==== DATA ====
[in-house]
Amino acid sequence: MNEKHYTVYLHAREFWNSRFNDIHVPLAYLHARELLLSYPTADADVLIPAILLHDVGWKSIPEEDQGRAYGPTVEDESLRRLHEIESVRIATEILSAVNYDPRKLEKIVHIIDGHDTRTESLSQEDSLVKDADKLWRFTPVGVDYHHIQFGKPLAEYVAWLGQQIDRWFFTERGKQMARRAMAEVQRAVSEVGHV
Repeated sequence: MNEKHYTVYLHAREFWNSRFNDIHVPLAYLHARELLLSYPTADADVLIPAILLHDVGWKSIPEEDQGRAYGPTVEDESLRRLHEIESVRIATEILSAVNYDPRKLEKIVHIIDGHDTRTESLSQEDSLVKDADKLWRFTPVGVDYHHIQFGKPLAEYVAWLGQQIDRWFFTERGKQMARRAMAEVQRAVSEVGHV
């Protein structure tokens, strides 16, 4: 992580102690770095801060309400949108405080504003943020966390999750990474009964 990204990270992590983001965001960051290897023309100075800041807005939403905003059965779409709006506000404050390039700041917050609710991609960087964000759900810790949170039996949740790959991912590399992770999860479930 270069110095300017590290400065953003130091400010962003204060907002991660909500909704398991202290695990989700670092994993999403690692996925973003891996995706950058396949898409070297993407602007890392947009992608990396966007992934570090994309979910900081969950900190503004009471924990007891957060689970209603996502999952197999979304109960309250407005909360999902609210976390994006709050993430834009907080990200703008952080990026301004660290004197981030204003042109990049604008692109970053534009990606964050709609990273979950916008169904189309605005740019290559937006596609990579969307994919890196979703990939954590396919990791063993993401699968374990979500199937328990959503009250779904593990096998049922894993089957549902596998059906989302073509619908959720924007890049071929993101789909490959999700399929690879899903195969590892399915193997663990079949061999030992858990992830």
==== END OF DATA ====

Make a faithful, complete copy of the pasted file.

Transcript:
[in-house]
Amino acid sequence: MNEKHYTVYLHAREFWNSRFNDIHVPLAYLHARELLLSYPTADADVLIPAILLHDVGWKSIPEEDQGRAYGPTVEDESLRRLHEIESVRIATEILSAVNYDPRKLEKIVHIIDGHDTRTESLSQEDSLVKDADKLWRFTPVGVDYHHIQFGKPLAEYVAWLGQQIDRWFFTERGKQMARRAMAEVQRAVSEVGHV
Repeated sequence: MNEKHYTVYLHAREFWNSRFNDIHVPLAYLHARELLLSYPTADADVLIPAILLHDVGWKSIPEEDQGRAYGPTVEDESLRRLHEIESVRIATEILSAVNYDPRKLEKIVHIIDGHDTRTESLSQEDSLVKDADKLWRFTPVGVDYHHIQFGKPLAEYVAWLGQQIDRWFFTERGKQMARRAMAEVQRAVSEVGHV
């Protein structure tokens, strides 16, 4: 992580102690770095801060309400949108405080504003943020966390999750990474009964 990204990270992590983001965001960051290897023309100075800041807005939403905003059965779409709006506000404050390039700041917050609710991609960087964000759900810790949170039996949740790959991912590399992770999860479930 270069110095300017590290400065953003130091400010962003204060907002991660909500909704398991202290695990989700670092994993999403690692996925973003891996995706950058396949898409070297993407602007890392947009992608990396966007992934570090994309979910900081969950900190503004009471924990007891957060689970209603996502999952197999979304109960309250407005909360999902609210976390994006709050993430834009907080990200703008952080990026301004660290004197981030204003042109990049604008692109970053534009990606964050709609990273979950916008169904189309605005740019290559937006596609990579969307994919890196979703990939954590396919990791063993993401699968374990979500199937328990959503009250779904593990096998049922894993089957549902596998059906989302073509619908959720924007890049071929993101789909490959999700399929690879899903195969590892399915193997663990079949061999030992858990992830």